As the temperature drops, home owners might be wondering what they can do to make their homes more comfortable – other than switching on a heater.
Investing in insulation is one option but because it’s a significant financial outlay, it’s important to do your homework and work out how much money it could save you in the long run.
Builder and landscape gardener Mark Menegatti and roofer Adrian Franchina – dubbed the Bostik Boys – said the main advantages of insulating a home were in temperature control and sound transmission.
“Depending on the climate, zone heating and cooling can account for between 20 per cent to 50 per cent of household energy use, so the return on insulating your home properly is immediate and considerable to household budgets,” Franchina said.
Options for insulating also included sealing around windows and doors, as well as double-glazing windows, and they suggested that it was worth assessing their potential energy savings before committing to a more expensive fitout.
It is also worth considering which rooms got the most use – such as the living room, bedrooms, and bathroom – and focusing on those areas first.
Dany Veech from Austral Insulation said if your house was excessively hot in summer or excessively cold in winter, it’s likely you don’t have enough insulation in your home.
He said it was important to get an expert to check your home before taking the plunge, and factors like climate, roof colour, and sun exposure all had an impact.
“While it may be tempting to attempt a bit of DIY, incorrect installation can result in a less than optimal result,” he said.
Veech said the cost of insulating a home depended on the product chosen and its “R” factor – the figure used to describe its thermal resistance.
There are a range of options to choose and companies to choose from, and the level of insulation you will need depends on the climate of where you live.
And how much money does it save in the long run? Ross W Kestle, of 4 Seasons Home Insulation, said the amount of money a home owner would save really depended on how much they were spending on heating and cooling, and how extensive the installation they were looking at was.
“Some people don’t switch on their heaters and coolers that much, so if they insulate their house that will probably make the house twice as comfortable with the same spend,” he said.
“If a person keeps their house at a temperature they like and only insulate their roof, they will achieve the same level of comfort and reduce their spend by 40 per cent,” he said, adding that under-floor and wall insulation could raise those savings to 70 per cent. Government body Sustainability Victoria also quotes a 40 per cent saving in electricity per year.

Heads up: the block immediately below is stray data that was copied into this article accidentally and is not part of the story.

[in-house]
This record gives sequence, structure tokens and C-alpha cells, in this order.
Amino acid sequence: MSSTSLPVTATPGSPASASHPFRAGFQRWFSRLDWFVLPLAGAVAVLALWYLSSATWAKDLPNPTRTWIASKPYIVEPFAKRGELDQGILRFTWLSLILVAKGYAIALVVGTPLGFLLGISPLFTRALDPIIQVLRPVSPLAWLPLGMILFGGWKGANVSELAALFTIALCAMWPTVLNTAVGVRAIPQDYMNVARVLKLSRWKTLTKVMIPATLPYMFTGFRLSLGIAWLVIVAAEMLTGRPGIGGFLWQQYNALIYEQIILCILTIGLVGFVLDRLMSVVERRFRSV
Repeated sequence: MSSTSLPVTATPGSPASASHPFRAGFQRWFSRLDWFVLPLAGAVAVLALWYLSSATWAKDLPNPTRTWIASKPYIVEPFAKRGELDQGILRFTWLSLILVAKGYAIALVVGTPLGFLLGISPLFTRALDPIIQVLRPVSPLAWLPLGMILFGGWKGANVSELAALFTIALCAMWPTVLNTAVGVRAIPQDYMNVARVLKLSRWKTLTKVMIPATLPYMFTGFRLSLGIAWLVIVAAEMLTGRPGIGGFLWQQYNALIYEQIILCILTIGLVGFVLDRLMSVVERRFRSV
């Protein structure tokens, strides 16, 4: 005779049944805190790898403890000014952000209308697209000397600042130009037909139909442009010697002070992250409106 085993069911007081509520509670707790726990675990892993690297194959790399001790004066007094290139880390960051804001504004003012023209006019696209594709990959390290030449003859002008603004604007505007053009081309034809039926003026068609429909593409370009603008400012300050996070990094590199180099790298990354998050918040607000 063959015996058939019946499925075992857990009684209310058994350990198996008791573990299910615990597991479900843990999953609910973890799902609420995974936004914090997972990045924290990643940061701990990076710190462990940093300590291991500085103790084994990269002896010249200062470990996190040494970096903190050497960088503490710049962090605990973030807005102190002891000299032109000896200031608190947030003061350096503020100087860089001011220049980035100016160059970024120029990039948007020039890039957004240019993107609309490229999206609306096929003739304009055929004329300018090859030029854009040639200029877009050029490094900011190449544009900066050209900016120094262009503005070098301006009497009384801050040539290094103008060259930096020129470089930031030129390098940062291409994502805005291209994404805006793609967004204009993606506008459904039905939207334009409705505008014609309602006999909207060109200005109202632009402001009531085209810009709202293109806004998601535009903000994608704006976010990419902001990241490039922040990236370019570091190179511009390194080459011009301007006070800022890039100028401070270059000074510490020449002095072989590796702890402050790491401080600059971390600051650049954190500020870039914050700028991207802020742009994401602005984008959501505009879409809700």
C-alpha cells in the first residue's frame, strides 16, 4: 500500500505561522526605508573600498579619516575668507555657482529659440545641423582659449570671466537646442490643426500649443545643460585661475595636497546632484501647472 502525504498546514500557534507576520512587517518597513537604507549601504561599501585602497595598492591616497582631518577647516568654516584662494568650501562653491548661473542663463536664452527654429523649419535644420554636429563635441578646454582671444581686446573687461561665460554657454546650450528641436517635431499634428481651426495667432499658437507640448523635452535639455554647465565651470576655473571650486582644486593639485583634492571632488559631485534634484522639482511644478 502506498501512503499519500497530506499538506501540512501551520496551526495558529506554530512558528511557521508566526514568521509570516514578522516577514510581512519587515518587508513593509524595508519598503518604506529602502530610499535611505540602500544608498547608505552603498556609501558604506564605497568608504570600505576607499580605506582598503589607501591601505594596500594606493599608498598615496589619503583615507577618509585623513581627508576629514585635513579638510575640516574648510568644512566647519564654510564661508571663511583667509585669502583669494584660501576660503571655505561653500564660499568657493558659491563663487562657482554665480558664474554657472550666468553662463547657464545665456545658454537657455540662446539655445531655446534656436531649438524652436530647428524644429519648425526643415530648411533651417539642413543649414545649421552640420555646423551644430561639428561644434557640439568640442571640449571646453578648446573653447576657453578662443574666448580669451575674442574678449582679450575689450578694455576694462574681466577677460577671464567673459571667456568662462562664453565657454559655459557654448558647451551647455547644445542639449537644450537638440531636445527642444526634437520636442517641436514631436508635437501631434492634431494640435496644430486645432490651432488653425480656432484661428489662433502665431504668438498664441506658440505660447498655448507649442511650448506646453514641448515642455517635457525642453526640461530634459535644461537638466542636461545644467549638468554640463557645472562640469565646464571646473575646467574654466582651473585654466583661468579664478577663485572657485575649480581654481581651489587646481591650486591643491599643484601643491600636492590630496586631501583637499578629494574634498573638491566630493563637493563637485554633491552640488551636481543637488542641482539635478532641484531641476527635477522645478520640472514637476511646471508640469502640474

Aside from the pressing issue of temperature control, thermal insulation that was thicker than 100 millimetres would also provide sound insulation, he said.
Kestle said it wasn’t uncommon for owners with some material under their roof to think it was insulated, but it was often weatherproofing. He estimated that 90 per cent of homes built prior to the year 2000 needed some additional form of insulation.
“People think once a wall is built,it is too late to insulate it. You can insulate existing external walls to double the insulation benefits,” he said.
“Insulating a hot west wall makes more difference in summer than roof insulation, and in fact often doubles the benefit of roof insulation.”
Kestle suggested calling in an expert if people were unsure how much insulation their home currently had, and how much an upgrade could cost, saying that sites such as Hipages would allow them to source several quotes.
“The average older home needs their roof insulation fixed up and topped up to current standards, say $2000, their external walls insulated, say $4000 to $5000, and underfloor insulation if they have raised timber floors, say $2000,” he said. “As a package, that’s probably $7000 to $8000 for a $1000 reduction in power bills – a return on investment 10 per cent to 12 per cent, tax-free, forever.”
Retrofitting an older home cost about twice as much as insulating a new home while it was being built, he said, and new homes have to comply with insulation standards.